The revised IM&T strategy for the NHS promises a 'vibrant, networked' future. Haven't we heard that one before, wonders Lyn Whitfield

The summary of last week's revised IM&T strategy for the NHS provokes a strong sense of deja-vu.

Indeed, anybody who fails to scroll beyond page seven of Building the Information Core - implementing the NHS plan may think there has been little progress since its predecessor, Information for Health, was issued in 1998.

Most of the language is familiar, as are many of the targets. The NHS is still battling to get GP practices connected to NHSnet and now hopes to have 95 per cent of them linked up by March this year.

The projects to roll out patient booking systems and electronic records will continue - albeit as part of a general goal to create a 'vibrant, networked NHS' by 2005.

This stability is not a bad thing.

Sean Brennan, head of healthcare strategy at Northgate Information Solutions, says 'constant changes of direction would kill' progress on NHS IT. But it makes for a generally unexciting document.

This may be why section three, which deals with the role of IT in delivering the patient-centred service envisaged in the NHS plan, indulges in a flight of fancy about a Mrs Smith.

In the vibrant, networked NHS of the future, Mrs Smith 'turns regularly to NHS Direct Online for accredited information on reducing the risk of developing cancer through a healthier diet'.

When she finds a lump, she is able to turn to a GP 'armed with all the facts and NICE guidelines'.

The GP can reassure her that her local cancer centre has 'better-than-average results'.

Sadly, it does not say what would happen if Mrs Smith stumbled upon a flaky US website instead or, indeed, what would happen if her local cancer centre was anything less than average.

But full marks for trying to get beyond boxes on desks and projects with impenetrable acronyms.

As Mr Brennan says: 'We are in 2001 and every other industry is using IT much better than health.

We cannot deliver what is described in the NHS plan without using IT better, but the real challenge is to use it to redesign services. Most of the IT is not rocket science.'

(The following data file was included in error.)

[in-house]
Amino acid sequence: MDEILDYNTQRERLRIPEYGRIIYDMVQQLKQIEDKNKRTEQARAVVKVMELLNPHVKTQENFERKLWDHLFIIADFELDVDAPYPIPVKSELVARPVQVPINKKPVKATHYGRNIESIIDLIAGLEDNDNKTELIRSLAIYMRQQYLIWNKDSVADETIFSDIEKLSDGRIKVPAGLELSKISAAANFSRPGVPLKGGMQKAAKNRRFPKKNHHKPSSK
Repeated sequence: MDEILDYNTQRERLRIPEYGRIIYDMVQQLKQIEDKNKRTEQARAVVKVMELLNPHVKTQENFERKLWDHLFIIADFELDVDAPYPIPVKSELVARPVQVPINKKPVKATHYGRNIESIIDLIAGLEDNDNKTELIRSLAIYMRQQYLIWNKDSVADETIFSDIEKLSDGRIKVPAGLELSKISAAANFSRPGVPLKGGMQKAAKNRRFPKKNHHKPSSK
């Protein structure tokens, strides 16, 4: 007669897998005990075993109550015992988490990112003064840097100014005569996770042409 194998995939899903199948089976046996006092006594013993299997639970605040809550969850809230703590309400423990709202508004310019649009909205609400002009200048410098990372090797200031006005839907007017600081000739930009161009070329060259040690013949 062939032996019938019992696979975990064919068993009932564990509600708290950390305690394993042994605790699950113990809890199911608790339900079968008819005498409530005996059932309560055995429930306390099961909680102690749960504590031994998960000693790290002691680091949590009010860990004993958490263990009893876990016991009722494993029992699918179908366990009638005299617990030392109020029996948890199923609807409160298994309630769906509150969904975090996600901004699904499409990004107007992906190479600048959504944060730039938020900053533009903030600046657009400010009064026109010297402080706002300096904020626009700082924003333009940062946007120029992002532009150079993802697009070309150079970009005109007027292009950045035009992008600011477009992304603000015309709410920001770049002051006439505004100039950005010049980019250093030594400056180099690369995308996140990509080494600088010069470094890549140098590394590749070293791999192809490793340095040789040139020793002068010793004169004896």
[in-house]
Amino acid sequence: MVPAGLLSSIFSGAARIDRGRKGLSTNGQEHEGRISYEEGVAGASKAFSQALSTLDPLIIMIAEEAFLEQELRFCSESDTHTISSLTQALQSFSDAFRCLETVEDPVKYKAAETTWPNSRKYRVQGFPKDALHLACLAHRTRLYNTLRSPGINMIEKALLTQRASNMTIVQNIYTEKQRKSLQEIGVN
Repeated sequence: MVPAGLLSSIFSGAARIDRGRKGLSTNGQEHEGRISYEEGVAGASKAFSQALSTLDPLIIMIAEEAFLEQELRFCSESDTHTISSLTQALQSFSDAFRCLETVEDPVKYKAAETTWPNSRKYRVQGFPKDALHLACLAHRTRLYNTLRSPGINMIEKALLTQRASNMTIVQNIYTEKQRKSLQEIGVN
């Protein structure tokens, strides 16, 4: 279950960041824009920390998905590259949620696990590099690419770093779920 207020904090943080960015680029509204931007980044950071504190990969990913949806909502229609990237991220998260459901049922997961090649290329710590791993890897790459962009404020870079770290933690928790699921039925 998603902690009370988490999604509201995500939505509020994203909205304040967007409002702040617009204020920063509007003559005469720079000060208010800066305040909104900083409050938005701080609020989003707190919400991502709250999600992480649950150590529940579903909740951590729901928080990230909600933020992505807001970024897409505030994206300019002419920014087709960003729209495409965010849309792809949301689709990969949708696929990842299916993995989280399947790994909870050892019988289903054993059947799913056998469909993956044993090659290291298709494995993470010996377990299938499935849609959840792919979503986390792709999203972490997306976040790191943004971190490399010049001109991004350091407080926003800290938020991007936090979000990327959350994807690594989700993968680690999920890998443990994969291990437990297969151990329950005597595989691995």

The new strategy recognises the need to get kit to the service faster.

It promises that a quarter of trust staff will have desktop access to NHSnet and information services by next year and that all will have them by March 2003.

But there is widespread recognition that this will only be useful if staff actually use the new technology.

A project to ensure that all staff have basic IT skills - based on the European Computer Driving Licence, a modular course that can be completed over three years - should roll out later this year.

But Martin Sotheran, head of delivery for the NHS Information Authority's ways of working with information project, says the 'real issue' is not IT skills.

Instead, it is 'information - how you use it and share it to treat patients better and put them at the centre of that treatment'.

David Lane, Royal College of Nursing adviser on informatics, says the main barrier to doing that is not technology, but culture.

A vibrant, networked NHS will allow consultants, nurses, physiotherapists and a host of other staff access to the same patient notes.

But using that information to the full will require changes in long-established working relationships that some staff may not find easy to accept.

Mr Lane points out that it will also require all staff to speak and write the same language. In other words, standardisation will be essential.

Clinical information systems should all be using SNOMED clinical terms by March 2003. But standardisation goes further.

The strategy sets targets for moving NHS e-mail, browser and office systems to new standards that were set at government level.

It also envisages a much greater role for NHS-wide systems - national projects have been commissioned for digital TV and smart-card technology.

A 'national solution' will be developed for electronic booking systems, based on local pilots.

Even when it comes to 'more mature areas' of NHS IT - such as electronic patient records - local systems will be required to conform to agreed national and international standards.

Pete Dyke, head of marketing for BT Health, said the strategy is 'a corporate IT approach, the same as a large company such as Microsoft would use'.

He predicts that this will lead to more 'pigeon-holing' of suppliers.

A number will be picked to deliver big projects: other players will 'exit quite rapidly', as happened after AXA was chosen to support NHS Direct.

The 'corporate' NHS approach is already being pushed by government ministers.

It will undoubtedly please suppliers, who have found the NHS difficult to do business with. And it should lead to a faster uptake of technology.

As Mr Dyke says, large companies do not generally run focus groups asking 36,000 users what they would like.

'They start from the basis that 'this is the decision, live with it'' - an approach that 'means it is possible to make progress much more rapidly'.

But that is a world away from the early days of NHS IT - with enthusiasts pursuing projects in isolated trusts.

More has changed in the world of NHS IT than the introduction to Building the Information Core suggests.